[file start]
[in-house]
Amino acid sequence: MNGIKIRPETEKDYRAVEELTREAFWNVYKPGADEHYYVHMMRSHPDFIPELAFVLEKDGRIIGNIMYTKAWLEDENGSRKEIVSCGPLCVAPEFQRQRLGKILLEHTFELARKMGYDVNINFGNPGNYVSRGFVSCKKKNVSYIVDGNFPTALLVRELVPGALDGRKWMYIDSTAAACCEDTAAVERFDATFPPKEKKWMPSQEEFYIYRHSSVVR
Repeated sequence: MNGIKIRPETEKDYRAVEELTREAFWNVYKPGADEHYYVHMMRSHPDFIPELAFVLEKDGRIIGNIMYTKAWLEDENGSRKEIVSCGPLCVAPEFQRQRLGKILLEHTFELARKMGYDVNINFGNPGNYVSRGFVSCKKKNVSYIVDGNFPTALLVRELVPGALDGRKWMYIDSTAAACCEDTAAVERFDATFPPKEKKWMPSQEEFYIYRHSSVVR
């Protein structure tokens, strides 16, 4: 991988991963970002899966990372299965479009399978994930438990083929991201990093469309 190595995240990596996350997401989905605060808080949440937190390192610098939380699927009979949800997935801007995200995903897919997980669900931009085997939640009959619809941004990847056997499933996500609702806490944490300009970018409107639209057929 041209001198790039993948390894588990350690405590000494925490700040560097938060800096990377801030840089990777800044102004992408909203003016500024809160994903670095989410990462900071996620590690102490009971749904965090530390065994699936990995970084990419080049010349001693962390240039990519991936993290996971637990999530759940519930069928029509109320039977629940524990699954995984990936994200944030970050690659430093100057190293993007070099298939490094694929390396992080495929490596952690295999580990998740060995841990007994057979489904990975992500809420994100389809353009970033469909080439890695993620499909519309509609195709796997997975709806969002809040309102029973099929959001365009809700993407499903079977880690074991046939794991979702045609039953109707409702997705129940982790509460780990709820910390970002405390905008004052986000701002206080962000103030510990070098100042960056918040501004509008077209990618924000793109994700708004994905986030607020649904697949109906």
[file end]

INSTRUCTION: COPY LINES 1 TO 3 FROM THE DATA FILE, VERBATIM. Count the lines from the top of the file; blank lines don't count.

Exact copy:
[in-house]
Amino acid sequence: MNGIKIRPETEKDYRAVEELTREAFWNVYKPGADEHYYVHMMRSHPDFIPELAFVLEKDGRIIGNIMYTKAWLEDENGSRKEIVSCGPLCVAPEFQRQRLGKILLEHTFELARKMGYDVNINFGNPGNYVSRGFVSCKKKNVSYIVDGNFPTALLVRELVPGALDGRKWMYIDSTAAACCEDTAAVERFDATFPPKEKKWMPSQEEFYIYRHSSVVR
Repeated sequence: MNGIKIRPETEKDYRAVEELTREAFWNVYKPGADEHYYVHMMRSHPDFIPELAFVLEKDGRIIGNIMYTKAWLEDENGSRKEIVSCGPLCVAPEFQRQRLGKILLEHTFELARKMGYDVNINFGNPGNYVSRGFVSCKKKNVSYIVDGNFPTALLVRELVPGALDGRKWMYIDSTAAACCEDTAAVERFDATFPPKEKKWMPSQEEFYIYRHSSVVR